Youngsters and teenagers are brought here around the clock, seven days a week, first through an

orientation and intake process where they get screened, visit a nurse and receive an ID bracelet. Then they are sent to various floors and pods, depending on their age, case or situation.

On this day, six teenage boys wait to enter the center—and also enter “the system”—as a handful of other young residents return from in-house school classes within the facility. School here lasts from 8 a.m. to 3 p.m. but the center also offers an “Achievement Academy” to help place kids who fall between the cracks of grade levels.

“Some kids have had very little or sporadic schooling in their lives,” says Ron Oldaker, who has served under every administration here the past 30 years. These days, under Dunlap, he serves as “quality of life administrator,” making sure kids have what they need on a daily basis.

During a tour of the center, two young teenage boys smile as they play chess. Other residents do homework, talk with friends or wait for medical, dental or counseling appointments. As opposed to the 1970s, when the center housed only one clinical psychologist, today there are 12.

“These kids have so many needs, ” Oldaker says, swiping an ID security card to use an elevator.

Two teenage boys, who can’t be named for confidentiality reasons, say they were placed here for drug offense charges while waiting to see a judge. One boy, who’s 15, has been here for two months. The other, who’s 16, also is here for battery against a police officer.

When asked the toughest part of being here, the 15-year-old replies, “being away from family for so long.” The 16-year-old replies, “being stuck in your room.”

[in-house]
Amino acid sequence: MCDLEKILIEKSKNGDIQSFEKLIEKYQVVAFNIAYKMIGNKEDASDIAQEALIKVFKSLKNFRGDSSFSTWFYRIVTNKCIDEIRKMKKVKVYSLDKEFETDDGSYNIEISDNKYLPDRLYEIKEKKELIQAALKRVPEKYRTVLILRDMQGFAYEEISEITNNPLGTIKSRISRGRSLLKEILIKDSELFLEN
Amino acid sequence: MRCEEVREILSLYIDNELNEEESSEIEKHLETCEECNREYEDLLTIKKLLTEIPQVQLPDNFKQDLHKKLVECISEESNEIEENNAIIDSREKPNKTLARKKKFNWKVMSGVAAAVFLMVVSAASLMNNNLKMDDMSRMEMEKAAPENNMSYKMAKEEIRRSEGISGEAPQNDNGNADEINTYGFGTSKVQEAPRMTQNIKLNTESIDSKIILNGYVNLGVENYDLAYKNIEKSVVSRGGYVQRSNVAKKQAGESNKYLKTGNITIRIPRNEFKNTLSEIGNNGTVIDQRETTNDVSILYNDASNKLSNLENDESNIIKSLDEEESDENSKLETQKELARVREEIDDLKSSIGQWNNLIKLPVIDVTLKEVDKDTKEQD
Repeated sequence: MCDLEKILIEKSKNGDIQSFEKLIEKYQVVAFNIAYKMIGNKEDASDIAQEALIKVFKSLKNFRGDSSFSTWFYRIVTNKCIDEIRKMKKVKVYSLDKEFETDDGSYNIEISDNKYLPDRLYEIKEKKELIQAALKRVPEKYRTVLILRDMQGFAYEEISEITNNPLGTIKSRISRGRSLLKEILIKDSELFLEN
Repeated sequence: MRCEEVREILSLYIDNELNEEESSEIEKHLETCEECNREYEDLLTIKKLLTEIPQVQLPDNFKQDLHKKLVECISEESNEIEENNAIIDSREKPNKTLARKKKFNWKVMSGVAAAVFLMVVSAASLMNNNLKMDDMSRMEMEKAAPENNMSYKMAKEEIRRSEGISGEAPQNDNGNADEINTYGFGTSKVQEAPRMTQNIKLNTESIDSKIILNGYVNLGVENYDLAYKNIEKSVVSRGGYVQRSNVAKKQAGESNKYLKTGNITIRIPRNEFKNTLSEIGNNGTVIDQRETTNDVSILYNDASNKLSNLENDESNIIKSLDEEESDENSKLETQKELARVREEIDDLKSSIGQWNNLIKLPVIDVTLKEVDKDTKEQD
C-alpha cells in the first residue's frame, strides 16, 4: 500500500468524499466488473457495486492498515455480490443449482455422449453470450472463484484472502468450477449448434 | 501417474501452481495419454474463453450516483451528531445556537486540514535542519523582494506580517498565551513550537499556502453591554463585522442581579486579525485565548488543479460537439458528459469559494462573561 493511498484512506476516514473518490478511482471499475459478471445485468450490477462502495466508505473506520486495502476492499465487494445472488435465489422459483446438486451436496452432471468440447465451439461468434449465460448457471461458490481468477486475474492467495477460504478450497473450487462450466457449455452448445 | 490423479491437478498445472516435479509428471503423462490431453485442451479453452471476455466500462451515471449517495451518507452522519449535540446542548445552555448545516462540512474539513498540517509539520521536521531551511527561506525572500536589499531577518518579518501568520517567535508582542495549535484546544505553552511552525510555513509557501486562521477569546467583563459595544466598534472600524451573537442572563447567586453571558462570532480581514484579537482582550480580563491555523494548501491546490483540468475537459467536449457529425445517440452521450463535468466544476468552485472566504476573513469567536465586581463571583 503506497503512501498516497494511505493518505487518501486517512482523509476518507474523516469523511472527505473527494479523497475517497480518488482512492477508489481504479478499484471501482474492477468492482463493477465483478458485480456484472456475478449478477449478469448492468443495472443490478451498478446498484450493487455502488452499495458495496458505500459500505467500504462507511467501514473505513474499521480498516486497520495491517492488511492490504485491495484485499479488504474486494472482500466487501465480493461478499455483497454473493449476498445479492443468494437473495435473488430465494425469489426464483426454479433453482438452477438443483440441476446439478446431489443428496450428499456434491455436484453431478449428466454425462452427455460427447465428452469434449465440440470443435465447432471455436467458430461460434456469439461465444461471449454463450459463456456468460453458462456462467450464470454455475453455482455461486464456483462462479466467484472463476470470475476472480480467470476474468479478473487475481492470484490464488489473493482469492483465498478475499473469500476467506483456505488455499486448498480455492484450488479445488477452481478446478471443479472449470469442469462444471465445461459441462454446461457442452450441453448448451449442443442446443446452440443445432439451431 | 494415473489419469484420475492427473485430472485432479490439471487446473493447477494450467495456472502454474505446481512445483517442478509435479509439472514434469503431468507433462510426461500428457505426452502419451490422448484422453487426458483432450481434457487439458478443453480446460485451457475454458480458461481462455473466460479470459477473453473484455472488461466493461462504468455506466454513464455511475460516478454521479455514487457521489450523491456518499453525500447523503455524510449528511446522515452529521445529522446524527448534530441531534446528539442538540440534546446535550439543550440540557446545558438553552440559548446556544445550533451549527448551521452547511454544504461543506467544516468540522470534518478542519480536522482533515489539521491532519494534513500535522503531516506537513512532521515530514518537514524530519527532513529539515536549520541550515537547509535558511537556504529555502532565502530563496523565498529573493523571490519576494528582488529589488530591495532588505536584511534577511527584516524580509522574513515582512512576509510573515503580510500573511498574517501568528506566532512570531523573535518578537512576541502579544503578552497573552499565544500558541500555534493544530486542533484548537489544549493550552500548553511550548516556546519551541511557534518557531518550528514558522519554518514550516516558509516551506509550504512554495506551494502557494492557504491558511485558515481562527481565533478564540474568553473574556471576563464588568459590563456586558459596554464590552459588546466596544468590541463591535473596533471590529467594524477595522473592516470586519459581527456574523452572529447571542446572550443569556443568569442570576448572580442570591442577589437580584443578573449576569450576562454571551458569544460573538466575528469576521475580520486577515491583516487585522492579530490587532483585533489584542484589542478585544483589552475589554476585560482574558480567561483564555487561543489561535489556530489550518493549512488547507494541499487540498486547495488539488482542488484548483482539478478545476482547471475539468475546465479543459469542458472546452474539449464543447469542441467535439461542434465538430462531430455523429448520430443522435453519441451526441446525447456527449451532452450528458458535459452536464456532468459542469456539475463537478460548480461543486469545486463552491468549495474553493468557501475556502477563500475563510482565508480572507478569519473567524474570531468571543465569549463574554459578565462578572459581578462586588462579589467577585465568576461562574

When asked for any words of advice to kids not in the system, they echoed each other, replying, “stay in school and never start smoking weed,” and “stay in school and say no to drugs,” respectively.

With Dunlap at the helm, the center is finally beginning to chart a new course for kids like the two regretful boys.

In December, officials here tried an experiment. For two weeks, the staff did everything possible to keep the kids busy, using games, activities, tournaments and even point-based rewards for good behavior. During that two-week span, disciplinary violations plummeted.

“We kept ‘em so busy they were too tired to do much mischief,” Dunlap says, smiling. ce in America

Too many broken places

On any given day, about 60,000 kids are doing time in the nation’s 500 juvenile detention centers.

In the ideal, the centers help the juvenile’s physical, emotional and social development, including education, recreation, counseling, nutrition, visitation and continuous supervision. Above all, the mission is to provide a safe, humane environment, says Michael Jones, assistant executive director of the National Juvenile Detention Association.

Yet too many juvenile detention facilities have become “broken,” like the Cook County center, from Washington D.C. to Texas, he says.

And litigation and court-ordered change—which took place in Cook County—has become the rule, not the exception.

The new goal is to emphasize juvenile detention as a “process,” or a series of alternatives, from the least restrictive—such as intensive home supervision, electronic monitoring or staff-secure shelters—to the most secure, such as locked doors and barred windows, experts say.

Jones says the U.S. Department of Justice is investigating and monitoring conditions in several jurisdictions.

“Unfortunately the agency’s Office of Juvenile Justice and Delinquency Prevention is doing little to provide leadership or the necessary funding to respond to a problem that has been escalating over the past five years,” he says.

The American Civil Liberties Union of Illinois has been keeping tabs on the Cook County center for years. It has already seen improvements under Earl Dunlap, the center’s new court-appointed transitional administrator.